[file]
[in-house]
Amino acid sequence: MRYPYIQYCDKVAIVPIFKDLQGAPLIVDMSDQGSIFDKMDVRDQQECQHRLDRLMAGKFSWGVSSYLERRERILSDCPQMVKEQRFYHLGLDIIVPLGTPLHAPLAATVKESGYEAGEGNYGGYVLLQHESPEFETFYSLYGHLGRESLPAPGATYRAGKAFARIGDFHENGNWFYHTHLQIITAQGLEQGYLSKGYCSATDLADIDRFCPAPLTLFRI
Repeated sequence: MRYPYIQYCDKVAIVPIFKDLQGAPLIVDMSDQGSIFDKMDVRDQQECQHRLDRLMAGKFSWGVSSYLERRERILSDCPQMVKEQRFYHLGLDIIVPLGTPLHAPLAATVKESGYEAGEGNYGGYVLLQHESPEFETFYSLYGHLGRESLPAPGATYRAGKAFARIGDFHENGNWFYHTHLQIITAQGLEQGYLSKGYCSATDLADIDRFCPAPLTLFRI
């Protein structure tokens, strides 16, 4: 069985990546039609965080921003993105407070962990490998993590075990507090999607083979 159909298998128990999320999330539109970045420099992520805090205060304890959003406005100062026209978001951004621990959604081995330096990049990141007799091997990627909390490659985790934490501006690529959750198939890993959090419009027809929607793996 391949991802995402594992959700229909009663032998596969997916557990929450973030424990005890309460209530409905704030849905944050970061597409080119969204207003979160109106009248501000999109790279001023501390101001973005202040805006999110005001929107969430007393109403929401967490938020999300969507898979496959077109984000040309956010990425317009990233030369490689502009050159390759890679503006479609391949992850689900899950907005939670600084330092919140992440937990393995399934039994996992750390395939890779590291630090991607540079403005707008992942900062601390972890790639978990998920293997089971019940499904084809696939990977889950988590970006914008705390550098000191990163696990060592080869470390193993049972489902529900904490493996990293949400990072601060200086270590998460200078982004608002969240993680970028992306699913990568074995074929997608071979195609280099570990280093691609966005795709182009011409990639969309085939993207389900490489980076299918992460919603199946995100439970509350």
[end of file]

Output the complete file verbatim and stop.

[in-house]
Amino acid sequence: MRYPYIQYCDKVAIVPIFKDLQGAPLIVDMSDQGSIFDKMDVRDQQECQHRLDRLMAGKFSWGVSSYLERRERILSDCPQMVKEQRFYHLGLDIIVPLGTPLHAPLAATVKESGYEAGEGNYGGYVLLQHESPEFETFYSLYGHLGRESLPAPGATYRAGKAFARIGDFHENGNWFYHTHLQIITAQGLEQGYLSKGYCSATDLADIDRFCPAPLTLFRI
Repeated sequence: MRYPYIQYCDKVAIVPIFKDLQGAPLIVDMSDQGSIFDKMDVRDQQECQHRLDRLMAGKFSWGVSSYLERRERILSDCPQMVKEQRFYHLGLDIIVPLGTPLHAPLAATVKESGYEAGEGNYGGYVLLQHESPEFETFYSLYGHLGRESLPAPGATYRAGKAFARIGDFHENGNWFYHTHLQIITAQGLEQGYLSKGYCSATDLADIDRFCPAPLTLFRI
């Protein structure tokens, strides 16, 4: 069985990546039609965080921003993105407070962990490998993590075990507090999607083979 159909298998128990999320999330539109970045420099992520805090205060304890959003406005100062026209978001951004621990959604081995330096990049990141007799091997990627909390490659985790934490501006690529959750198939890993959090419009027809929607793996 391949991802995402594992959700229909009663032998596969997916557990929450973030424990005890309460209530409905704030849905944050970061597409080119969204207003979160109106009248501000999109790279001023501390101001973005202040805006999110005001929107969430007393109403929401967490938020999300969507898979496959077109984000040309956010990425317009990233030369490689502009050159390759890679503006479609391949992850689900899950907005939670600084330092919140992440937990393995399934039994996992750390395939890779590291630090991607540079403005707008992942900062601390972890790639978990998920293997089971019940499904084809696939990977889950988590970006914008705390550098000191990163696990060592080869470390193993049972489902529900904490493996990293949400990072601060200086270590998460200078982004608002969240993680970028992306699913990568074995074929997608071979195609280099570990280093691609966005795709182009011409990639969309085939993207389900490489980076299918992460919603199946995100439970509350």